Girls Basketball

March 21, 2007


Marah Strickland

Towson Catholic

The Sun's two-time All-Metro Player of the Year will end her high school career with a whirlwind week that few girls have experienced in the history of local basketball. The 6-foot guard, who is headed for Maryland, will play in the McDonald's All-American Game next Wednesday in Louisville and then move on to the Women's Basketball Coaches Association High School All-America Game March 31 at the NCAA Final Four in Cleveland. That will put the finishing touch on a career that includes 2,056 points during four years in the Interscholastic Athletic Association of Maryland A Conference - two at St. John's in Frederick and two at Towson Catholic. A versatile, athletic player, Strickland has NBA-range on her three-pointer, a quick first step on the drive and slippery moves that, along with her size, make her tough to contain. Trying to find the Owls senior's greatest strength or her biggest weakness can prove equally daunting tasks. Strickland does everything well and nothing poorly. "What she has to work on, I'm not sure," Seton Keough coach Jackie Boswell said. "She can score from inside. She can score from outside. That's what makes her so tough, because at this level, you don't have guards with that height to stop her inside and you don't have post players mature enough to be able to guard her from outside. Not to mention that she works really hard." In two years, Strickland led the Owls back to prominence for the first time since the mid-1980s. This season, she averaged 22.1 points, 5.7 rebounds, three assists and 2.4 steals in leading the No. 4 Owls to a 19-7 season against a tough schedule that included the Nike Tournament of Champions in Arizona the week before Christmas.


Maureen Shacreaw


After the Raiders lost to Mount Hebron, 58-38, on Jan. 12, Shacreaw made them run 20 laps before every practice for three weeks. She also gave every player a plastic bracelet imprinted with, "COUNTY/REGION/STATE," so they could look down at their wrists while they ran and be reminded of their goals. Shacreaw's motivational strategy, along with a lot of conditioning and an emphasis on fundamentally sound basketball, guided the No. 6 Raiders to all three of their goals - the Howard County championship, the Class 2A South title and the first girls basketball state championship in school history. They finished 25-3 after beating Southern, 69-62, in the state final. "I'm really proud of them as a group," Shacreaw said. "They did all the things that I was on them all year for. It was all there. Somebody heard something." Returning four starters, including exceptional point guard Julie Taylor, made the Raiders the team to beat in the county from the start of the season, and that was a mixed blessing. "To be honest, this was the hardest season, I've ever had coaching. I think a lot of it was because the expectation was there and [the players] wanted to butt heads with me a lot and I refused to let them win in that sense. I said, `This is what we want to do and we're going to do it.' There were different times when I challenged them to be better than they were, and sometimes they didn't like that," said Shacreaw, who is 94-69 in seven seasons with the Raiders. By the end of the season, especially during an impressive playoff run, everyone came together and the players put everything they had into their big finish.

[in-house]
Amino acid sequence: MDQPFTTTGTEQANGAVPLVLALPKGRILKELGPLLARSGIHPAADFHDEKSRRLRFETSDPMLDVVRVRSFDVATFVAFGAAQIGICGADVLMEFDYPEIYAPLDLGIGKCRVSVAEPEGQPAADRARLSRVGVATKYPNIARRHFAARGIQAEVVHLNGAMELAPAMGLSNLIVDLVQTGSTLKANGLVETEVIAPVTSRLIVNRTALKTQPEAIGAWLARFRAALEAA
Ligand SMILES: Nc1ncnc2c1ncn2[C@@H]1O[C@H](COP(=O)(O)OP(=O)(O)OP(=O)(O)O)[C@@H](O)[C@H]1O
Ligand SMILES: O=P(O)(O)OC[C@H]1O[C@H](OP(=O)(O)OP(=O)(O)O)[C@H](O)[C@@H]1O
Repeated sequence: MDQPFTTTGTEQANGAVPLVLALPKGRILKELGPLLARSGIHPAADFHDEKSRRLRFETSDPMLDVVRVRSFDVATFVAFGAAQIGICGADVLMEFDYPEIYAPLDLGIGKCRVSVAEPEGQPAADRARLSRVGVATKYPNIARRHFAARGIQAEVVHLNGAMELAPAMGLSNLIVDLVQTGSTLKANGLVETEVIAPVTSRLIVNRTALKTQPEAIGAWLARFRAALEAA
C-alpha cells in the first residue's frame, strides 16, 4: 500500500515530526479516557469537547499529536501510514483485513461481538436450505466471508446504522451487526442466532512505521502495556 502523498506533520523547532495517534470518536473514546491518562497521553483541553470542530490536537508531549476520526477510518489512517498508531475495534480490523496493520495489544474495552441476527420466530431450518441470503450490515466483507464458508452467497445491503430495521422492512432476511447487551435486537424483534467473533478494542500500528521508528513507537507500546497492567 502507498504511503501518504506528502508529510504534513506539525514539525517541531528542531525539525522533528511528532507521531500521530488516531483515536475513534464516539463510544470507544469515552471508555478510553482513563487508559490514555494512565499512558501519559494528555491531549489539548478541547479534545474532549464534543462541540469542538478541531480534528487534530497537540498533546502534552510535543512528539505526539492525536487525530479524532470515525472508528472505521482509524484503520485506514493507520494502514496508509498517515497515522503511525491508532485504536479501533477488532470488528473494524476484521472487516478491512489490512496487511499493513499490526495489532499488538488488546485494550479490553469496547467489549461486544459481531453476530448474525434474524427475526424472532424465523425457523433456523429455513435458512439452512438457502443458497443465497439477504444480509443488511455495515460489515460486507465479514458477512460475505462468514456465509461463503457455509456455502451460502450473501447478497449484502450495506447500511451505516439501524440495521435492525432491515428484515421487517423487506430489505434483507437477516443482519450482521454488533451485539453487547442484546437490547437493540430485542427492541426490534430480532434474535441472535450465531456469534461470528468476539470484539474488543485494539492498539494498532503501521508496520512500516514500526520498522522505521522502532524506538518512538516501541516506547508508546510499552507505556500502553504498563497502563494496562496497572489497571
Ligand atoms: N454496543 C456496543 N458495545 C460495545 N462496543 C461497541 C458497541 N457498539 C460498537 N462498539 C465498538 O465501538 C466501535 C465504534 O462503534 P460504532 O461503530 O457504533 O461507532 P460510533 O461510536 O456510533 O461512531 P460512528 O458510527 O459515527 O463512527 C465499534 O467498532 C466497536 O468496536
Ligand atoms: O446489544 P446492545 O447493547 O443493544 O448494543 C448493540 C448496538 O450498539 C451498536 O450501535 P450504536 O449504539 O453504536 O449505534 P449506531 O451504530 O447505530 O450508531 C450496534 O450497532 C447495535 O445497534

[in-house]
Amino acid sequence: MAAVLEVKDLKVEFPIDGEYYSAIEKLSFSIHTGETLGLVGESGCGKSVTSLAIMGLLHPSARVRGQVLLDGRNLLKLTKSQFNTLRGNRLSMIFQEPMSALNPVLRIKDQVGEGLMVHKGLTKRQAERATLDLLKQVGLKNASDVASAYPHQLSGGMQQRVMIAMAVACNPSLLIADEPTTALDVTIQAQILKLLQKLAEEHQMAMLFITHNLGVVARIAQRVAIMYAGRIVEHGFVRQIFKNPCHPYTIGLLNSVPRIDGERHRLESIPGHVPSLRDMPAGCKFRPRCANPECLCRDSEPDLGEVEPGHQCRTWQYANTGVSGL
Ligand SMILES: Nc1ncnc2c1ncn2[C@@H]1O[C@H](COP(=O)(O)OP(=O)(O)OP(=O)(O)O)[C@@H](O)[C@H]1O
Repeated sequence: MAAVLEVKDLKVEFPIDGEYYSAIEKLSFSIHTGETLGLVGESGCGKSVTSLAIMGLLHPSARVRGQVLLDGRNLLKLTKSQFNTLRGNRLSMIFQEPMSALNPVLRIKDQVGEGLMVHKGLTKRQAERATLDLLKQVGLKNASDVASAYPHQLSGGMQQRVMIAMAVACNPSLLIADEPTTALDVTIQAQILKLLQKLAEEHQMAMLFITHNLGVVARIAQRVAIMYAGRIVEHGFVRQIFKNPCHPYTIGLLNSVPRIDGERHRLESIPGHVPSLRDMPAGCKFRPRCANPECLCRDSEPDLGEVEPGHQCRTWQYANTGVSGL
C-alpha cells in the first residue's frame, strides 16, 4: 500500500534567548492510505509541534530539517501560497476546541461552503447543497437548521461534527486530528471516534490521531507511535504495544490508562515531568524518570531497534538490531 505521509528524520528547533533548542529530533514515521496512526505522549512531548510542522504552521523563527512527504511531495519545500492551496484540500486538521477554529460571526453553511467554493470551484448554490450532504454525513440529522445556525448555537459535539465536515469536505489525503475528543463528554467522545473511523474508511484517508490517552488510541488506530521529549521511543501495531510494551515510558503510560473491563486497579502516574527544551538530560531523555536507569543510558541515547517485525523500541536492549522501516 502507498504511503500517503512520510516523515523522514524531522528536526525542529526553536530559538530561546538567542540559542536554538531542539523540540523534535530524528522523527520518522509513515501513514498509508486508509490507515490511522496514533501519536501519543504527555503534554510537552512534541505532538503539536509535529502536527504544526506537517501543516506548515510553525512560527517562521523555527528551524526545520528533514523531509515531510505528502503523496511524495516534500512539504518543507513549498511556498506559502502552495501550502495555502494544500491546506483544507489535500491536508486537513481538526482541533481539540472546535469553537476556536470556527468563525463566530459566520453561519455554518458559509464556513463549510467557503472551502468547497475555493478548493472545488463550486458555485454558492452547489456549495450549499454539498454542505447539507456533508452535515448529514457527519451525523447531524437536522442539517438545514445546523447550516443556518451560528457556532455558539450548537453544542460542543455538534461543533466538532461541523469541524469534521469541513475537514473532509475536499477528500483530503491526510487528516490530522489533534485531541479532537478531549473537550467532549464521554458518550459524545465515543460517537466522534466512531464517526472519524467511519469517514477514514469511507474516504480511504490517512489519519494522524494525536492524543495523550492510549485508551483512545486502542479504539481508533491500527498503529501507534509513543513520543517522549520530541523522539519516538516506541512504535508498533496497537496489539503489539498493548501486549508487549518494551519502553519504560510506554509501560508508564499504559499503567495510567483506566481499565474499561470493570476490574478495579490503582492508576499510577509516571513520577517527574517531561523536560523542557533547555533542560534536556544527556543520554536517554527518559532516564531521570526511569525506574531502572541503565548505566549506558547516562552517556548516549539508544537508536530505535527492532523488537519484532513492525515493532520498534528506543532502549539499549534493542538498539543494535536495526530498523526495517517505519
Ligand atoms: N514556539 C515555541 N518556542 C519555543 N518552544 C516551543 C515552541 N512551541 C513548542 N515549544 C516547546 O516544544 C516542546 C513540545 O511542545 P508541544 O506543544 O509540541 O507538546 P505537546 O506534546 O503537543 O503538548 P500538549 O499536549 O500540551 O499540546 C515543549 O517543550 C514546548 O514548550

Asya Bussie

Seton Keough

Although just a sophomore, Bussie was called upon to take a leadership role on a young team and she responded. The 6-foot-3 center led the No. 3 Gators (22-7) with 15 points, 11 rebounds and three blocks per game. In her second season as a starter, she matured into a player who wanted the ball in the clutch. Bussie could dominate in the paint against most foes and she drew a lot of fouls. Once at the line, she converted 65 percent of her free throws. She also figured prominently in the heart of the Gators' game - their defense. They liked to press and trap. With Bussie towering in the middle, she often picked off the errant passes forced by her teammates. Bussie remained consistent throughout the season, contributing 17 points in a 58-57 loss to No. 1 St. Frances in the Interscholastic Athletic Association of Maryland A Conference semifinals.

Becky Cox


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